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US Navy to commission new LCS as first two ships in class prepare to bow out

US Navy file photo of Independence-variant littoral combat ship USS Gabrielle Giffords (LCS 10)

The US Navy is preparing to commission a new littoral combat ship over the weekend as it prepares to retire the first two ships in the class.

The service is yet to receive all LCS it plans to buy, but is already mothballing the first two before the end of the year. These are the USS Freedom and USS Independence, which will retire after just 13 and 11 years of service, respectively. USS Independence will be put into inactive reserve status in July, and the USS Freedom in September.

USS Mobile, the Independence-variant LCS that will join the navy ranks in Mobile, Alabama, on May 22, is the 26th ship out of a total of 38 ships in the class planned for construction.

The delivery of the remaining ships is certain to take several years to complete, especially taking into consideration the fact that the navy has halted deliveries of the Freedom variant LCS due to the persistent propulsion problems. The navy said in January this year that it would not accept further ship deliveries until the problem is fixed.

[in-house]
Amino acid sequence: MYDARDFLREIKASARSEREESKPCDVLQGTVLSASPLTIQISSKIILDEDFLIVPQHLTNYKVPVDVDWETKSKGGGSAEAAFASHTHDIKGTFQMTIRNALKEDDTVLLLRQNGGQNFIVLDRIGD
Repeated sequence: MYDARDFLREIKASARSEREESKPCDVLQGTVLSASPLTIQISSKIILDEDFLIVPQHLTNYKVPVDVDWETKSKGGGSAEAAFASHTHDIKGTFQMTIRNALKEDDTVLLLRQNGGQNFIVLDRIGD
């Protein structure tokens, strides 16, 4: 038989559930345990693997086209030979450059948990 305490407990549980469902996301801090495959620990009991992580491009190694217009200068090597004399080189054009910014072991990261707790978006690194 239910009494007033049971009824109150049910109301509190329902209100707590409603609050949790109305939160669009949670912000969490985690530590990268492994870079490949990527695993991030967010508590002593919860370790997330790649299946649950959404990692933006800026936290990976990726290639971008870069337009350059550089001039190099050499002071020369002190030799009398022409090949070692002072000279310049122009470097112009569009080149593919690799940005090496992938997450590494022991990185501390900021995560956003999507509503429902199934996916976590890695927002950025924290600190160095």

Built by Austal USA in Mobile, Ala., Mobile was christened Dec. 7, 2019 and delivered to the Navy on Dec. 9, 2020. The ship is 421 feet in length, has a beam of 103 feet, and a navigational draft of 15 feet.

Following its commissioning, USS Mobile will be homeport at Naval Base San Diego, California.

Cmdr. Christopher W. Wolff, a third-generation naval officer, is the ship’s commanding officer and leads a crew of 70 officers and enlisted sailors.

“It has been an amazing experience to get to know our namesake city so well, while having the opportunity to live, work, and commission the ship right here in Mobile, where she was built,” said Wolff.